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Old 11-16-2007, 11:32 PM   #1
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Default A real guide on how to make a good simfile

REVISIONS:

7/16/08
- Whoa, almost forgot about this thread, holy ****
- Amended #13, CREDIT TO PATASHU

11/22/07
- Split #2 into two parts to emphasize the last point
- Added #4.5 to clarify the importance of pitch relevance
- Added #12.5 to address the issue of trends

11/23/07
- Added the TIPS section
- Added #17 to address the pack epidemic

11/30/07
- Added #6.5 regarding layering
- Added #18 regarding flow

12/01/07
- Added a link to Patashu's thread on how to make simfiles
- Rearranged intro paragraphs

Intro:
Before you even bother to continue reading this, read Patashu's thread on how to actually make a simfile.
http://www.flashflashrevolution.com/...ad.php?t=48587

I'm doing this because it seems to me that a lot of people here have no clue how to make a quality simfile. I came to this conclusion based on the fact that I've played some of the files made by members who frequent this area of the forum and they've all been pretty mediocre or just plain bad.

These aren't RULES, but they're more like guidelines. Keep in mind that I'm assuming you all know how to work the SM editor since I'm not going to go into any kind of detail on that.

This guide is only for KEYBOARD simfiles. That's what I make so that's what I know.

The Guide:

1. Consider your audience. Who are you making the file for? Indexers? Spread players? Elite players? Beginners? If you want to cater to many people, multiple charts are a must. Keep the ridiculously hard charts as Edit charts.

2. Consider the song. SONG CHOICE is the most important thing to making a good file. How you step the song depends solely on the song itself. A good example of what I mean is this...would you make a ridiculously easy chart to a driving speedcore song? Or an overlayered and incredibly difficult chart to a chill ambient song? The answer is no. Keep the difficulty and the amount of layering relative to the song's mood.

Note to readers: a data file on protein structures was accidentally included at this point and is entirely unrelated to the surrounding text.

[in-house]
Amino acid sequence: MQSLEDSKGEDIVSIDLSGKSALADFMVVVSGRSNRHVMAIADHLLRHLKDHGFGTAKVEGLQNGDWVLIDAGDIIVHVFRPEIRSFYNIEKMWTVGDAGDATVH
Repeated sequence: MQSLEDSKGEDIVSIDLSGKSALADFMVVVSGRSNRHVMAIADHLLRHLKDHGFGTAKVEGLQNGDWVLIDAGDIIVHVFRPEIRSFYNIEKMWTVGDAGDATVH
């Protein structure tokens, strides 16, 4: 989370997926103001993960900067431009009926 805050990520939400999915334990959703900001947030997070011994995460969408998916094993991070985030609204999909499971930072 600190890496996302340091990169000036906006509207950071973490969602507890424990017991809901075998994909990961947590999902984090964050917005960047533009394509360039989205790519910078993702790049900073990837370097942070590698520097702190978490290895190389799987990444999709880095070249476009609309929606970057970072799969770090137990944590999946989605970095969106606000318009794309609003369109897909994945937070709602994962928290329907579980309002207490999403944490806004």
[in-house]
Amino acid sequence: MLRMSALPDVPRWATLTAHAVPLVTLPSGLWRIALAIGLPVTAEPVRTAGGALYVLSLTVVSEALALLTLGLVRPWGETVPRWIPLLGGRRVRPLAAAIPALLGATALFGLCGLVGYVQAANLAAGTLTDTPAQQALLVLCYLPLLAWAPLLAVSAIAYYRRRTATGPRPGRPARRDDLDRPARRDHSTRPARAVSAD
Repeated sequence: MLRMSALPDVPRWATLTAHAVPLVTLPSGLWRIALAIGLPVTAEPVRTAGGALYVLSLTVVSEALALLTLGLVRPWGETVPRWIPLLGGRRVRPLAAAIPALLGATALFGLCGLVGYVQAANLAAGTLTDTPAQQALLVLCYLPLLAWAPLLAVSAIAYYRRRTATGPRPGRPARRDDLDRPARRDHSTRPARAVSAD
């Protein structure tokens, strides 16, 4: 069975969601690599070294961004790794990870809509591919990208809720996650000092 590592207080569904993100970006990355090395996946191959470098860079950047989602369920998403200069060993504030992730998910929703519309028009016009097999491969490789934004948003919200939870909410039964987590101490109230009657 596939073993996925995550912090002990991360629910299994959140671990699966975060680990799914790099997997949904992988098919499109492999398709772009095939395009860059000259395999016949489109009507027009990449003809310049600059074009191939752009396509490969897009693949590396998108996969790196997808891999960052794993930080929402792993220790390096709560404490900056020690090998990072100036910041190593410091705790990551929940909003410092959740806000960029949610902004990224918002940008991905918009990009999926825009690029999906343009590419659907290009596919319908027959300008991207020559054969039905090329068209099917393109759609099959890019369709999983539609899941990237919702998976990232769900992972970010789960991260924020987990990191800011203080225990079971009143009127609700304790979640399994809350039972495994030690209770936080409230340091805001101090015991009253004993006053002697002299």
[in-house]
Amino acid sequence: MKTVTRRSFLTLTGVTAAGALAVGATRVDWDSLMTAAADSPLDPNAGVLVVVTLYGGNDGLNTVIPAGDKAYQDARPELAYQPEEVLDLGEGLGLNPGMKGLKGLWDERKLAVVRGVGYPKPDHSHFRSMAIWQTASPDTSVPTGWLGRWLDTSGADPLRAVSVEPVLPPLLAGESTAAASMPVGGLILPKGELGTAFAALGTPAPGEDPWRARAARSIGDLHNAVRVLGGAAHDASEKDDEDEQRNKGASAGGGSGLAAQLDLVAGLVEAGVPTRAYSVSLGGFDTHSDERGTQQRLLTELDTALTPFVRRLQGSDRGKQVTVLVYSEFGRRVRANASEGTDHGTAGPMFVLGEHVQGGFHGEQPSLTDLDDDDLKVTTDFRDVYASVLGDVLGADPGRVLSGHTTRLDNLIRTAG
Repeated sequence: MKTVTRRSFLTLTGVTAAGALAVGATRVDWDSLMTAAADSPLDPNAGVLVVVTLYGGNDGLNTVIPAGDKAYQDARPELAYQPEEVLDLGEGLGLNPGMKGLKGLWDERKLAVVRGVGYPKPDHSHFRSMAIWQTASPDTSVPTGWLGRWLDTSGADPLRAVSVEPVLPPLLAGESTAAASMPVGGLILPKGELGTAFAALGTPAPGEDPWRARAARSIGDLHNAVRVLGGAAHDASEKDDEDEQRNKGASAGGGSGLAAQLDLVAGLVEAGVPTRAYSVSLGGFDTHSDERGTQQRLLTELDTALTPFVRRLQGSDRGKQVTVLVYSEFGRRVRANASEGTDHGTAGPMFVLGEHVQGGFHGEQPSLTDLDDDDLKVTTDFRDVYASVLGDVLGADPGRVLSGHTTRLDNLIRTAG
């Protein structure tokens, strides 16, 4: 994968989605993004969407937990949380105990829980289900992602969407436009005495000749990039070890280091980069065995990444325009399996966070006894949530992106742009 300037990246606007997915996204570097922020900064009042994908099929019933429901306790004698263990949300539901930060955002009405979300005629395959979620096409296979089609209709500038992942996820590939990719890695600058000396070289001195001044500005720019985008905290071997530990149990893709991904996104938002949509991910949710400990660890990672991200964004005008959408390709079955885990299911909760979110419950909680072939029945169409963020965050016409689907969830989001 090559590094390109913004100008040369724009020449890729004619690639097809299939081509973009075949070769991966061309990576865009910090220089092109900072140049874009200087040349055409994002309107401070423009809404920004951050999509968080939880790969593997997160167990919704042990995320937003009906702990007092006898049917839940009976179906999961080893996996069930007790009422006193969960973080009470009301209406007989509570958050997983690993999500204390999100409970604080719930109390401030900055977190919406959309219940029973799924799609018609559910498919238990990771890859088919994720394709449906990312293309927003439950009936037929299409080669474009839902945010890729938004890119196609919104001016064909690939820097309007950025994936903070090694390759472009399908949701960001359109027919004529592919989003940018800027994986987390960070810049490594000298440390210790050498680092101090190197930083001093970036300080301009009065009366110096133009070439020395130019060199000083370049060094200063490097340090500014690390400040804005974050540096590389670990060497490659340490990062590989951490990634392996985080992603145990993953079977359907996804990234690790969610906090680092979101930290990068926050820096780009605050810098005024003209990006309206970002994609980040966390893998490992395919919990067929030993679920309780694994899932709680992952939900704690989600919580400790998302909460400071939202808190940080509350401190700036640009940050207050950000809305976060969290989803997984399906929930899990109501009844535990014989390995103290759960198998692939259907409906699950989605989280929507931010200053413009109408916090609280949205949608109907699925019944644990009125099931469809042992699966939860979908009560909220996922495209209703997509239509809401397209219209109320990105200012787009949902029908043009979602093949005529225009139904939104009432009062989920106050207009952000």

2.5. Don't pick boring, generic electronic music or songs that have been stepped 5 million times before. Be original with your song selection.

3. Follow the music, but don't be one of those guys who put arrows to stuff you can only hear on 0.3x rate. Slow down the music to clarify rhythms, not to find new sounds to put steps to. Every arrow should go to something specific in the music. In other words, arrows that "kinda" go with the music are a no-no.

4. Try to use pitch relevance where applicable. To be more specific, step lower pitches more to the left and higher pitches more to the right. Usually this is relative to the surrounding notes. This might sound like a bit too specific for a Stepmania file, but pitch relevant patterns actually tend to be quite fun. It's ok to break pitch relevance to avoid otherwise annoying patterns like jacks and trills that would otherwise break the flow of the file.

4.5. Pitch relevance isn't necessary, but it's generally accepted to use it when stepping distinct melodies in certain songs i.e. a piano or guitar solo.

5. Be careful with holds. Using them can make the file more fun or the steps fit the song better, but in excess they can make an otherwise good file annoying to play. Mini-freezes (64th length or so) can be used to emphasize certain sounds in the middle of complex patterns but don't use a whole lot of them or try to use them to signify more than one sound during the same section of the song.

6. Learn how to layer properly. Layering, if you didn't know, is simply putting arrows to multiple sounds at the same time. This is how you get jumps and hands. On that note, hands are just as much a matter of taste as it is a matter of proper layering. If you layer something and it has a bunch of hands that don't feel right, it's probably better to tone it down. You don't need to have a ton of hands to prove that you can layer. Most files work just as well with just jumps and a few hands as long as they fit. Excessive hands should be avoided in index charts.

6.5. Layering doesn't have to be exact. The process I described above is simple layering, which is stepping all the sounds in a precise manner and simply layering them into each other. There are other ways to layer that don't force you to put jumps and hands everywhere. Be creative with how you choose to layer. Use layers to accent melodies, harmonies and percussion in a different way. Just make sure it makes sense.

7. Repetitiveness in simfiles can be avoided very easily by not stepping repetitive songs. To keep a file interesting it's best to start with an interesting song.

8. For spread files, keep the annoying patterns down to a minimum. Left-handed trills and jacks can be irritating for right-handed players if abused.